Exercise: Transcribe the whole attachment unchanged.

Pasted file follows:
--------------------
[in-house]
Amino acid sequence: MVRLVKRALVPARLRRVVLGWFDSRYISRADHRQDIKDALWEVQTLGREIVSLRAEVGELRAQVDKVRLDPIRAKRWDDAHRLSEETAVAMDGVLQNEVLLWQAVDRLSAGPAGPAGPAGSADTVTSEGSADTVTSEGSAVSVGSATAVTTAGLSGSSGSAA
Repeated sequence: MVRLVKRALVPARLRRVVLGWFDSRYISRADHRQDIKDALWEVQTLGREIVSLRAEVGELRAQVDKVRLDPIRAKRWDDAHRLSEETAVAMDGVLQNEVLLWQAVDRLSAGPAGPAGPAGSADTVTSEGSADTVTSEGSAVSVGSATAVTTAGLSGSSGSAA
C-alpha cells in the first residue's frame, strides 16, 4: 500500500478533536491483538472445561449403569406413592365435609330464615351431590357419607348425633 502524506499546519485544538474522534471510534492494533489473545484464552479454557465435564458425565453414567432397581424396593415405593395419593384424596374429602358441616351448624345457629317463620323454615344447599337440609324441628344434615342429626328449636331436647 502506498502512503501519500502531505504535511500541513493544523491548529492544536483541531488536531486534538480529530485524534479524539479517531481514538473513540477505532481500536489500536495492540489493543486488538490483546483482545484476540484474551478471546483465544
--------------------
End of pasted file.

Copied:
[in-house]
Amino acid sequence: MVRLVKRALVPARLRRVVLGWFDSRYISRADHRQDIKDALWEVQTLGREIVSLRAEVGELRAQVDKVRLDPIRAKRWDDAHRLSEETAVAMDGVLQNEVLLWQAVDRLSAGPAGPAGPAGSADTVTSEGSADTVTSEGSAVSVGSATAVTTAGLSGSSGSAA
Repeated sequence: MVRLVKRALVPARLRRVVLGWFDSRYISRADHRQDIKDALWEVQTLGREIVSLRAEVGELRAQVDKVRLDPIRAKRWDDAHRLSEETAVAMDGVLQNEVLLWQAVDRLSAGPAGPAGPAGSADTVTSEGSADTVTSEGSAVSVGSATAVTTAGLSGSSGSAA
C-alpha cells in the first residue's frame, strides 16, 4: 500500500478533536491483538472445561449403569406413592365435609330464615351431590357419607348425633 502524506499546519485544538474522534471510534492494533489473545484464552479454557465435564458425565453414567432397581424396593415405593395419593384424596374429602358441616351448624345457629317463620323454615344447599337440609324441628344434615342429626328449636331436647 502506498502512503501519500502531505504535511500541513493544523491548529492544536483541531488536531486534538480529530485524534479524539479517531481514538473513540477505532481500536489500536495492540489493543486488538490483546483482545484476540484474551478471546483465544